The ouroboros is obviously a case of dog eat dog, or god eat god to be more precise.  There is much confusion about the nature of the sacrificial incarnation within the prophetic tradition, particularly between the orthodox and gnostic views.  Many lives went up in smoke as a result.  It all comes down to who ate whose lunch.  In fact, the son ate the dad's lunch, despite the immediate appearance.  Two of the pantheonic Z had to work out this deal, rather ignoring the rest, although there could have been a general conspiracy, the mother of all such.  [2/4 - Please recall the juxtaposition of X/Y.  Contra John, we may have to identify Yahweh with the logos.  If anything, the christos would have just the last word, which is love.  Yahweh is the mono-logos, Jesus is the dia-logos.  Y disrupts the Z circuit in favor of X.]  This is certainly a case of the telos wagging the dog.  The rest of the pantheon may readily be excused for ignoring this shenanigans.  It would all work out in the end.  But this does seem to make X the derivative of Z.  Is there a less biased way of spinning this yarn?  

There may have always been a favored son of a matrix, as the partner of a primal dia-logos, but I'm not seeing the necessity.  Does it have to be a single-self matrix?  Can we invoke Leibniz' I/I?  There must be a mythos relative to this problem.  



Most of what I said yesterday was unnecessary.  The simple fact is that the matrix is nothing if not the mother of creation.  The genius of creation is simply its optimizing, teleological agent.  This is not the patriarchal Creator of our fathers.  That is the source all our confusion.  It is our telos/christos that wags that old dog, and us.  The telos necessarily operates though us creatures in participatory style.  The participation is logically realized in an eschatological resurrection.  This is just the bootstrap model of creation.  The X1-event was an attempt to explain the bootstrap to a somewhat inept audience.  It was never intended to be the final explanation.  It was mainly a pump priming exercise: the first fruit of the resurrection, and all that.  The final explanation is left for X2.  That the messianic kingdom was within us, this message did register, in no uncertain terms, but it registered mainly at the emotion level.  All we do now is rationalize that message.  That is our X2. 

The pantheists picked up on the notion of the God within.  This idea was also the mother of all gnostic 'heresy'.  Why have we been so slow to demystify that simple concept?  Concealment and revelation are just as participatory as the rest of the world.  It is only we who have concealed ourselves from ourselves.  Our learning curve has been slow, and not always steady.  We do, however, necessarily reach a threshold of readiness, when everything goes public.  The social dynamics will not be unlike the first time, but the communication factor is several orders of magnitude greater.  This is on account of the technology, but that is only the lesser part of it.  The greater part is the intellectual content and our greater ability now to absorb it.  Our training in scientific thinking over the last few centuries has much to do with our present state of preparation.  All we have to do is turn that analytic obsession on its head, and that will be our synthesis.  It may be easier said than done, but not by a whole lot.  This time around, it will be all or nothing: no child left behind.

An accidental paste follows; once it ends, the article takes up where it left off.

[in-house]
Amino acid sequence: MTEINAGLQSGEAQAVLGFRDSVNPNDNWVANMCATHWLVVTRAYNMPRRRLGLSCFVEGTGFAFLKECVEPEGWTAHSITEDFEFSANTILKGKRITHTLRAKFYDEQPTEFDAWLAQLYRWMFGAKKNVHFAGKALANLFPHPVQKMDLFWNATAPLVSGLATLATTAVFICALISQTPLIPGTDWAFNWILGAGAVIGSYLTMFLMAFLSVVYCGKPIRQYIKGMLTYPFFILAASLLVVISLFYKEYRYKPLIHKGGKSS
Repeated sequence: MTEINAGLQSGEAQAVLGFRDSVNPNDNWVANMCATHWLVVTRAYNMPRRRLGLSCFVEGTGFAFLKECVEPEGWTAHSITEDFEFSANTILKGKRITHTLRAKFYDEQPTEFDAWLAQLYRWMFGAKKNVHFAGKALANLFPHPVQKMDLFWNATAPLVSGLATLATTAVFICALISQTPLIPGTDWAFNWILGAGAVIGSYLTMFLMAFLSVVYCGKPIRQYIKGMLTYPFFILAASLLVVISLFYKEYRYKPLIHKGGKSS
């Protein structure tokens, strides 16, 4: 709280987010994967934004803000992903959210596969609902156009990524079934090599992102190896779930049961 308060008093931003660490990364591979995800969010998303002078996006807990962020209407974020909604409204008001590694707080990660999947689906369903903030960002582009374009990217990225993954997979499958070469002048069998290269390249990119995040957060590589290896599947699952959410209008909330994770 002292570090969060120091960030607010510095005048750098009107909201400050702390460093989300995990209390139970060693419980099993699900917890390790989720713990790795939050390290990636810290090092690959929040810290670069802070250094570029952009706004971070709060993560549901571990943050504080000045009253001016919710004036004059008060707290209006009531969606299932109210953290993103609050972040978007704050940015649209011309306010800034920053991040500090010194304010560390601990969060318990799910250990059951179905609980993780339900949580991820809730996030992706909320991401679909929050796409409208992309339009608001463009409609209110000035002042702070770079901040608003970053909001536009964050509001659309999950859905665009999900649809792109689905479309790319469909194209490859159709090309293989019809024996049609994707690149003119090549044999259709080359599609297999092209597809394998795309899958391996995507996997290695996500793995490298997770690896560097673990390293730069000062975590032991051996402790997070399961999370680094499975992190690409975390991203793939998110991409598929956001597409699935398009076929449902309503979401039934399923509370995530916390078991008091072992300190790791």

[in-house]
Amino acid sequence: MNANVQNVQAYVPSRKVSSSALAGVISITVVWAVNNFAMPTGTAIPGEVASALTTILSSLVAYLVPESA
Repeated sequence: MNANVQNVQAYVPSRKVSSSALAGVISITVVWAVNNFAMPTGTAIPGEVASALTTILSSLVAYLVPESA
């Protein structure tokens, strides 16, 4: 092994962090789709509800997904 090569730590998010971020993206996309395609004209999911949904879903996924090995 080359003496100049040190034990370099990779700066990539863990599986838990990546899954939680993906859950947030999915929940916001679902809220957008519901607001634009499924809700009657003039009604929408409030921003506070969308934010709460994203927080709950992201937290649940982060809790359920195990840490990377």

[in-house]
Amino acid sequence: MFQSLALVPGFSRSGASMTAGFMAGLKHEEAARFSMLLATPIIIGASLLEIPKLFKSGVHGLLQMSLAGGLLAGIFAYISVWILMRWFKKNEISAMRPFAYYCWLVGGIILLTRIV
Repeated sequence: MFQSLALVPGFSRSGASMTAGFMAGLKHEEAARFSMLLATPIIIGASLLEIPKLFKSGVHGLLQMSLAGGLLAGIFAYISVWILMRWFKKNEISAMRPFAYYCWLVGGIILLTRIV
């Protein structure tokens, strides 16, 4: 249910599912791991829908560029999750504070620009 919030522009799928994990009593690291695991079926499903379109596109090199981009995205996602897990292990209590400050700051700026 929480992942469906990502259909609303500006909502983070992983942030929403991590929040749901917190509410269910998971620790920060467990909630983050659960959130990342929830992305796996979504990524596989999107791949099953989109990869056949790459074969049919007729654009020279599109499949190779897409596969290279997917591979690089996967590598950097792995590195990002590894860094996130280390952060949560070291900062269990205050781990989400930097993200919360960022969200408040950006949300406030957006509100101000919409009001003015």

But is this X2 event not supposed to be of a minimalist sort?  Is the prospective socio-political drama either necessary or desirable?  In the first instance, I would say that it is technologically unavoidable, just from a communication perspective.  It has to be an all or nothing event.  But then won't there be disruptive consequences?  The idea here is to minimize these disruptions by emphasizing the rational aspect of this new gnosis.  This time around, the head will be leading the heart.  The heart will catch up soon enough, but not so soon as to aggravate any disruption.  Provided that the disruptions can be minimized, then any good story will benefit from its dramatic episodes.  The metanarrative should be no exception.  We are destined to live in interesting times.  



Each time we go around the horn, there do seem to be fewer loose ends.  Yes, for every answer, there are ten new questions, but these questions may be seen as subsidiary.  The larger pattern becomes more solid.  This is not to say there can be no more quakes in this cosmic scheme, but hopefully the scheme is sufficiently robust to withstand the damage.  

What concerns me now is nothing less intractable than the genesis of genesis, or, in particular, the genesis of the logos.   Down here it arrives with Abraham via Yahweh.  In the BPW scheme, the logos serves as Alpha or the anchor of Creation.  

I am taking the zodiacal pantheonic circuit, Z, as mainly internal to the matrix, and not involving the logos initially.  The logos is the symmetry breaker of Z, occurring as either Y/X or A/O.  Creation is acting as an appendage to the matrix, as if that were possible. 

The radial symmetry of Z may be broken in elliptic fashion.  This would be less disruptive than a circumferential break, and corresponds to the 'hollow earth' model.  The logos then evolves via the syzygys of Pi.  Admittedly, it is a long way from Pi to the Ten Commandments, but it is not inconceivable.  A related issue is the origin of the Dialectic associated more with the christos.  With ellipsis, the logos and dia-logos would come in tandem.  Somewhere along the line we also have to come up with atom/Adam, speaking of anchors.